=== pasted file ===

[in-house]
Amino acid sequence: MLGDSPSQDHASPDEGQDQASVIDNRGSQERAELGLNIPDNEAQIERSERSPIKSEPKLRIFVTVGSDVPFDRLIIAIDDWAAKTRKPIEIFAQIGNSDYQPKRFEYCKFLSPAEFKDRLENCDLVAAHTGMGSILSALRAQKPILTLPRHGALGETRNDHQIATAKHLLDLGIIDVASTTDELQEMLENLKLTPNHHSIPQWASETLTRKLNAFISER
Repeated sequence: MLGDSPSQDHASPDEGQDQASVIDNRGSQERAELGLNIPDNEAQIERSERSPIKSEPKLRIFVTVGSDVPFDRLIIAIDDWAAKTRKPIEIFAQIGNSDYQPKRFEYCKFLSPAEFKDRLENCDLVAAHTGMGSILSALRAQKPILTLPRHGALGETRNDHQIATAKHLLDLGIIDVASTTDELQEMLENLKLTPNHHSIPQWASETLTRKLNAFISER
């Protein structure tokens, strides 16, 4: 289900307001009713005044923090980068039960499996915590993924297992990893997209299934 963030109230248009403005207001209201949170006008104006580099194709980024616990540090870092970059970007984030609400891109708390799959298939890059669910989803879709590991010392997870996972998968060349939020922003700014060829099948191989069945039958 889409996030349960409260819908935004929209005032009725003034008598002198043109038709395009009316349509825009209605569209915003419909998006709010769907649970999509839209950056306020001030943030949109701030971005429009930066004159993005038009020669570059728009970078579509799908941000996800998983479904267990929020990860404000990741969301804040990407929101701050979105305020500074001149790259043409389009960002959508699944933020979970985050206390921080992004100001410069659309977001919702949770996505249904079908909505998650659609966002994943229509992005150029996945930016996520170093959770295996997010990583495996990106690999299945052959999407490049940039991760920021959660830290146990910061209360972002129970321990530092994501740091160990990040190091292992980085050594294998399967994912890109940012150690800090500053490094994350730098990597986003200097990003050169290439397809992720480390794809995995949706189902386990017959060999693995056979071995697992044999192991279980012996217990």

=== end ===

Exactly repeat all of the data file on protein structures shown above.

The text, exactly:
[in-house]
Amino acid sequence: MLGDSPSQDHASPDEGQDQASVIDNRGSQERAELGLNIPDNEAQIERSERSPIKSEPKLRIFVTVGSDVPFDRLIIAIDDWAAKTRKPIEIFAQIGNSDYQPKRFEYCKFLSPAEFKDRLENCDLVAAHTGMGSILSALRAQKPILTLPRHGALGETRNDHQIATAKHLLDLGIIDVASTTDELQEMLENLKLTPNHHSIPQWASETLTRKLNAFISER
Repeated sequence: MLGDSPSQDHASPDEGQDQASVIDNRGSQERAELGLNIPDNEAQIERSERSPIKSEPKLRIFVTVGSDVPFDRLIIAIDDWAAKTRKPIEIFAQIGNSDYQPKRFEYCKFLSPAEFKDRLENCDLVAAHTGMGSILSALRAQKPILTLPRHGALGETRNDHQIATAKHLLDLGIIDVASTTDELQEMLENLKLTPNHHSIPQWASETLTRKLNAFISER
């Protein structure tokens, strides 16, 4: 289900307001009713005044923090980068039960499996915590993924297992990893997209299934 963030109230248009403005207001209201949170006008104006580099194709980024616990540090870092970059970007984030609400891109708390799959298939890059669910989803879709590991010392997870996972998968060349939020922003700014060829099948191989069945039958 889409996030349960409260819908935004929209005032009725003034008598002198043109038709395009009316349509825009209605569209915003419909998006709010769907649970999509839209950056306020001030943030949109701030971005429009930066004159993005038009020669570059728009970078579509799908941000996800998983479904267990929020990860404000990741969301804040990407929101701050979105305020500074001149790259043409389009960002959508699944933020979970985050206390921080992004100001410069659309977001919702949770996505249904079908909505998650659609966002994943229509992005150029996945930016996520170093959770295996997010990583495996990106690999299945052959999407490049940039991760920021959660830290146990910061209360972002129970321990530092994501740091160990990040190091292992980085050594294998399967994912890109940012150690800090500053490094994350730098990597986003200097990003050169290439397809992720480390794809995995949706189902386990017959060999693995056979071995697992044999192991279980012996217990």